Analyst Perspective: Strategies for Overcoming Common B2B Integration Hurdles


Overcome hurdles in B2B integrationWatching the amazing 1-2-3 sweep by the U.S. in the 100m women's hurdles—along with so many other tremendous athletic achievements during the 2016 Olympics—can inspire us to find ways to overcome challenges in our personal and professional lives.

Those responsible for the business to business processes and technologies that keep supply chain, manufacturing, healthcare, financial, logistics, and many other critical processes running smoothly face a growing number of challenges—along with a growing number of demands.  

Of course, you have plenty of your own challenges to worry about, so you may be wondering why you should care about theirs. It's because their success can have far-reaching impact on our companies and on us as individuals—including ensuring that the products we want are available when and where we need them, enabling deliveries to occur on time, and ensuring our healthcare claims are paid.

What it Takes to Win

The always-on, global nature of today's business, along with escalating customer expectations, requires business to business integration and collaboration to be as seamless and flawless as possible. This is far from easy. It requires tying diverse replenishment systems and fulfillment systems together, and developing the trust required to make those processes work across boundaries.

It also requires bringing together diverse companies with varying degrees of technical sophistication, and having all of the right technology pieces (and skills) in place to support it. Our team at Lightwell knows all too well that in B2B integration and collaboration initiatives, there can be so many unknowns, and when working outside of the four walls of an organization, there is a lack of control.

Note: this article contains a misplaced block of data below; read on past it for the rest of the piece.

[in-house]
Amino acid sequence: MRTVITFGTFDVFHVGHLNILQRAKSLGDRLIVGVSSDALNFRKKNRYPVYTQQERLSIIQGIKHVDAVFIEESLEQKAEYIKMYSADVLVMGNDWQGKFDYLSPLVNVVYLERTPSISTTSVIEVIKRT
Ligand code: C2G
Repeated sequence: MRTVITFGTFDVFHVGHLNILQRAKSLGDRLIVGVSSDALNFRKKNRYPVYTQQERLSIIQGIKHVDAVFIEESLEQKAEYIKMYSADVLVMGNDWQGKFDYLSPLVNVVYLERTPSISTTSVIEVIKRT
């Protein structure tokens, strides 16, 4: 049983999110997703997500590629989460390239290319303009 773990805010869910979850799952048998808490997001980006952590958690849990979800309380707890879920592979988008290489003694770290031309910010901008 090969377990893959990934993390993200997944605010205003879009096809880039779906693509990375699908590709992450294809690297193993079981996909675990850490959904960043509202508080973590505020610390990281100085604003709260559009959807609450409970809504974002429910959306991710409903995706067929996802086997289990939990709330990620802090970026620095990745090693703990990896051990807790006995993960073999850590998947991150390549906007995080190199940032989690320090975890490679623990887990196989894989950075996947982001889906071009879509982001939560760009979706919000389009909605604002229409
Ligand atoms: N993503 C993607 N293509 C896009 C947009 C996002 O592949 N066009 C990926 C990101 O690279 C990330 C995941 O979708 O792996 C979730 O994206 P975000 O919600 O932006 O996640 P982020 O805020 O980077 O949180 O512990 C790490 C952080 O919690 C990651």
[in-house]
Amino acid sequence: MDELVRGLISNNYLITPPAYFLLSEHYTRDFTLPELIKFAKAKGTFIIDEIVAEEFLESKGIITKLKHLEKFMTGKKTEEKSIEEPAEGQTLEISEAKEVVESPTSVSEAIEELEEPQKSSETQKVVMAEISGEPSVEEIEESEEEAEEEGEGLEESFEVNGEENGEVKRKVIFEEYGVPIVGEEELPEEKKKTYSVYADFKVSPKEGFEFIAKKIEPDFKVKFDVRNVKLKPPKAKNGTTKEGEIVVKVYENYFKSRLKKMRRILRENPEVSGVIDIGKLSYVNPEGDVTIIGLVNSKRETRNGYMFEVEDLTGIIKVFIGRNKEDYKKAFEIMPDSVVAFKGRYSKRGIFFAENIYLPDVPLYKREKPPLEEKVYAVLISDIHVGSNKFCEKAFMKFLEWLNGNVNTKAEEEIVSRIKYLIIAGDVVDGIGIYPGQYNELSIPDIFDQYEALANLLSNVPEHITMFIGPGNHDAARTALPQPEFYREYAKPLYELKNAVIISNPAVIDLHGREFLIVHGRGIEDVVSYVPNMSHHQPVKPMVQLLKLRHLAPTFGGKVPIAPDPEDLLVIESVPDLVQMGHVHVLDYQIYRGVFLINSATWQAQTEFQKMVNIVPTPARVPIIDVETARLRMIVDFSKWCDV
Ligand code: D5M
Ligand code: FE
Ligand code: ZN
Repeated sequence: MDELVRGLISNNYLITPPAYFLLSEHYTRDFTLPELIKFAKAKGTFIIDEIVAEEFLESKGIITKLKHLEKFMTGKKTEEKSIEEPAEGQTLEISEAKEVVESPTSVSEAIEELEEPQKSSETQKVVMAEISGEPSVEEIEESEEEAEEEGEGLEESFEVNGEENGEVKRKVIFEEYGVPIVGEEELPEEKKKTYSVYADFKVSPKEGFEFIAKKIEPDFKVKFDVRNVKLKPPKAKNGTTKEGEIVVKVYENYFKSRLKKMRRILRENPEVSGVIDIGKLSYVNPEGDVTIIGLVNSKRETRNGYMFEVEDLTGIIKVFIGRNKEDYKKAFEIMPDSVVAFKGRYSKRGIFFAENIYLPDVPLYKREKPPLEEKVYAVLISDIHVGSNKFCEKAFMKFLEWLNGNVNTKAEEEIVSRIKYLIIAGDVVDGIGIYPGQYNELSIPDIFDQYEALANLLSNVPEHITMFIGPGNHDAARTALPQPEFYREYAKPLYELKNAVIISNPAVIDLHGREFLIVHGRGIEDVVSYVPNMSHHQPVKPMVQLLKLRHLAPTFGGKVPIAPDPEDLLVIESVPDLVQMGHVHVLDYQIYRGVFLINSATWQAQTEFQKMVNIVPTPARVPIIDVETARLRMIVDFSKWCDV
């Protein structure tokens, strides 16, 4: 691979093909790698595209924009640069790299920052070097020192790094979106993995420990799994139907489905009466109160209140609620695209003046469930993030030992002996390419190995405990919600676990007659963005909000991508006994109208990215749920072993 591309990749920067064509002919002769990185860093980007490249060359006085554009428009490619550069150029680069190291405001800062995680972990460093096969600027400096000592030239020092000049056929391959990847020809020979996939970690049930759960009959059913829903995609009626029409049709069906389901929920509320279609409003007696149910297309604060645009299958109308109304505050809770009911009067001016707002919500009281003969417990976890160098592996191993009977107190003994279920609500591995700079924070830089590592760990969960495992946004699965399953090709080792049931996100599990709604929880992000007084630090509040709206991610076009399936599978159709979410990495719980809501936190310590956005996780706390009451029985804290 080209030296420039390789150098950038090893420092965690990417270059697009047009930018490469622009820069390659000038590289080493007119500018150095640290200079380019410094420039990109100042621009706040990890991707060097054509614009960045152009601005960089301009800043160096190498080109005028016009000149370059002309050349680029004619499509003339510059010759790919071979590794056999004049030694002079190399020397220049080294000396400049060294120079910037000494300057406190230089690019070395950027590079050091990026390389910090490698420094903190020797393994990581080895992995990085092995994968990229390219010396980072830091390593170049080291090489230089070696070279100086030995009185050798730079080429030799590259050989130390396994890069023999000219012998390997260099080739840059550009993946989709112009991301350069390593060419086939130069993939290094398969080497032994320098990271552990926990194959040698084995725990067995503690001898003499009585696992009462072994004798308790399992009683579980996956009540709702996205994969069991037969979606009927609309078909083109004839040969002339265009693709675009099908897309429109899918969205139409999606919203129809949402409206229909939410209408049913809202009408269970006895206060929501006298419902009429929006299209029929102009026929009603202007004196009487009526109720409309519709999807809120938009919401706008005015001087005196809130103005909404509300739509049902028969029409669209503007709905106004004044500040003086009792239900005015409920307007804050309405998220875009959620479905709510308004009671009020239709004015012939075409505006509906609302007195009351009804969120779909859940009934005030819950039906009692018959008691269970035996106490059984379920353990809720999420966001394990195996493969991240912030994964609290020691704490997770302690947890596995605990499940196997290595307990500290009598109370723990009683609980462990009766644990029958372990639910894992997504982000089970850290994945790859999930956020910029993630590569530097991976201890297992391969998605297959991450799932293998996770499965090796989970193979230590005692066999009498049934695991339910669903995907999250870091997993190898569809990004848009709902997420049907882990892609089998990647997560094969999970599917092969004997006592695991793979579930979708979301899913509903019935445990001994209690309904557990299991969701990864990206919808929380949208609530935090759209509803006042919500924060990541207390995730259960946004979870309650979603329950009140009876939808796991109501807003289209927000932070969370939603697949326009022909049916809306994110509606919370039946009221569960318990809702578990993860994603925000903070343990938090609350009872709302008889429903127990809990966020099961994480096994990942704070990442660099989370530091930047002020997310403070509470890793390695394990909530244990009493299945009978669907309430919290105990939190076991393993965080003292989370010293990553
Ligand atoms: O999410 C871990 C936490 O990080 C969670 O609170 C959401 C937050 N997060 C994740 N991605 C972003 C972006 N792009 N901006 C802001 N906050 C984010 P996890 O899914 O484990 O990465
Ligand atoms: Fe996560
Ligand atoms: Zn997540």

Bryan Ball Aberdeen GroupAn IBM survey found that 85% of organizations said their external business communities are vital to their success—yet 86% reported barriers that prevent full electronic automation with B2B partners. A majority of these companies continue to rely on email attachments to exchange business documents with some of their partners. A majority of them are concerned about the security of this approach—and for good reason.

Why Companies are Falling Behind

I recently interviewed Bryan Ball, Aberdeen Group's VP and Principal Analyst, Supply Chain Management, to explore the top challenges companies are facing with respect to their B2B Integration initiatives and what approaches he recommends for overcoming them.

You can view the entire interview with Bryan on demand in our video series, "B2B Integration and Collaboration: The Leader's Advantage."

Based on Bryan's extensive research on this topic, he shared that, across the board, the most common challenges include:

  • The lack of resources to implement and sustain B2B initiatives
  • Limited IT staff and resources
  • Insufficient internal knowledge for supporting modern B2B technology requirements
  • The cost of technology solutions

Bryan explained that in the face of a growing number of transactions, partners, formats, standards and regulatory mandates, companies are struggling to keep up. Hiring the specific skills required for today's B2B demands can be extremely costly.